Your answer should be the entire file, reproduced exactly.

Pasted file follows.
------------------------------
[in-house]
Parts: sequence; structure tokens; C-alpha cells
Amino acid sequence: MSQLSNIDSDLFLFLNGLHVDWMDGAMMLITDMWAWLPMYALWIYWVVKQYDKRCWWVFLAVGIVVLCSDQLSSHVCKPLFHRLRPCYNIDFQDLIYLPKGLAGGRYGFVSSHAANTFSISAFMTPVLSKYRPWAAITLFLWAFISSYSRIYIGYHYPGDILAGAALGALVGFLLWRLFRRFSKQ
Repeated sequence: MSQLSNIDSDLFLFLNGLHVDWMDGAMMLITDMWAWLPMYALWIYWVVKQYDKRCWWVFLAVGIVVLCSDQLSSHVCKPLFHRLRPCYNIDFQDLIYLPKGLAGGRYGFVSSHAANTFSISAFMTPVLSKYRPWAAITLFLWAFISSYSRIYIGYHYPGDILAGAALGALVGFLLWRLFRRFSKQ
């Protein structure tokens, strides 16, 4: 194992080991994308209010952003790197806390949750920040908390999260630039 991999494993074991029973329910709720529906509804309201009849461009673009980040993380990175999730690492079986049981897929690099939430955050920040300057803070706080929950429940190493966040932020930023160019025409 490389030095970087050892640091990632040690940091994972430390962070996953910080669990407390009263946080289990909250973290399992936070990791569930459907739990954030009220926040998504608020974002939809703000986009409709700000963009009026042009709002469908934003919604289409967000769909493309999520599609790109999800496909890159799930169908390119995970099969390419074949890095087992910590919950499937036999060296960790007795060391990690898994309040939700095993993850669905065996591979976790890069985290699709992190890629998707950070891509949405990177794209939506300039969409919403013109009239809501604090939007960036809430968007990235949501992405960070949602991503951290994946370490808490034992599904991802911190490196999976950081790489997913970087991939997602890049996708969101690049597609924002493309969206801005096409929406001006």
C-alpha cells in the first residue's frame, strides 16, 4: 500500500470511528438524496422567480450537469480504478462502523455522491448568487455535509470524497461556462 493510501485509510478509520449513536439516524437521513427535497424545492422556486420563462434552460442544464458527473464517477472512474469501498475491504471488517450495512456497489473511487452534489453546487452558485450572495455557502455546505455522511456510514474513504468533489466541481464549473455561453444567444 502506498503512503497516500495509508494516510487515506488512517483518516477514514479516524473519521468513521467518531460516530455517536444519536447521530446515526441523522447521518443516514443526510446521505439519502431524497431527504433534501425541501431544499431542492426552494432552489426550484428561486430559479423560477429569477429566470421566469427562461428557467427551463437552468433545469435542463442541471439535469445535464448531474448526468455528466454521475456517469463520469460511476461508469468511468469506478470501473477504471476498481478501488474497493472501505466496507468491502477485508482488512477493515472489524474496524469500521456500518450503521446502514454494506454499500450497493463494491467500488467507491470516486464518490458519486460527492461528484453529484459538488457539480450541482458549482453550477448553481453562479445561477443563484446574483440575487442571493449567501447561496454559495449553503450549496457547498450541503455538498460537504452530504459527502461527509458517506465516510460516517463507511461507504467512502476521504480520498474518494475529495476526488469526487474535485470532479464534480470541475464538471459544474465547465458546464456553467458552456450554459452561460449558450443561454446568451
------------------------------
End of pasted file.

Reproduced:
[in-house]
Parts: sequence; structure tokens; C-alpha cells
Amino acid sequence: MSQLSNIDSDLFLFLNGLHVDWMDGAMMLITDMWAWLPMYALWIYWVVKQYDKRCWWVFLAVGIVVLCSDQLSSHVCKPLFHRLRPCYNIDFQDLIYLPKGLAGGRYGFVSSHAANTFSISAFMTPVLSKYRPWAAITLFLWAFISSYSRIYIGYHYPGDILAGAALGALVGFLLWRLFRRFSKQ
Repeated sequence: MSQLSNIDSDLFLFLNGLHVDWMDGAMMLITDMWAWLPMYALWIYWVVKQYDKRCWWVFLAVGIVVLCSDQLSSHVCKPLFHRLRPCYNIDFQDLIYLPKGLAGGRYGFVSSHAANTFSISAFMTPVLSKYRPWAAITLFLWAFISSYSRIYIGYHYPGDILAGAALGALVGFLLWRLFRRFSKQ
């Protein structure tokens, strides 16, 4: 194992080991994308209010952003790197806390949750920040908390999260630039 991999494993074991029973329910709720529906509804309201009849461009673009980040993380990175999730690492079986049981897929690099939430955050920040300057803070706080929950429940190493966040932020930023160019025409 490389030095970087050892640091990632040690940091994972430390962070996953910080669990407390009263946080289990909250973290399992936070990791569930459907739990954030009220926040998504608020974002939809703000986009409709700000963009009026042009709002469908934003919604289409967000769909493309999520599609790109999800496909890159799930169908390119995970099969390419074949890095087992910590919950499937036999060296960790007795060391990690898994309040939700095993993850669905065996591979976790890069985290699709992190890629998707950070891509949405990177794209939506300039969409919403013109009239809501604090939007960036809430968007990235949501992405960070949602991503951290994946370490808490034992599904991802911190490196999976950081790489997913970087991939997602890049996708969101690049597609924002493309969206801005096409929406001006």
C-alpha cells in the first residue's frame, strides 16, 4: 500500500470511528438524496422567480450537469480504478462502523455522491448568487455535509470524497461556462 493510501485509510478509520449513536439516524437521513427535497424545492422556486420563462434552460442544464458527473464517477472512474469501498475491504471488517450495512456497489473511487452534489453546487452558485450572495455557502455546505455522511456510514474513504468533489466541481464549473455561453444567444 502506498503512503497516500495509508494516510487515506488512517483518516477514514479516524473519521468513521467518531460516530455517536444519536447521530446515526441523522447521518443516514443526510446521505439519502431524497431527504433534501425541501431544499431542492426552494432552489426550484428561486430559479423560477429569477429566470421566469427562461428557467427551463437552468433545469435542463442541471439535469445535464448531474448526468455528466454521475456517469463520469460511476461508469468511468469506478470501473477504471476498481478501488474497493472501505466496507468491502477485508482488512477493515472489524474496524469500521456500518450503521446502514454494506454499500450497493463494491467500488467507491470516486464518490458519486460527492461528484453529484459538488457539480450541482458549482453550477448553481453562479445561477443563484446574483440575487442571493449567501447561496454559495449553503450549496457547498450541503455538498460537504452530504459527502461527509458517506465516510460516517463507511461507504467512502476521504480520498474518494475529495476526488469526487474535485470532479464534480470541475464538471459544474465547465458546464456553467458552456450554459452561460449558450443561454446568451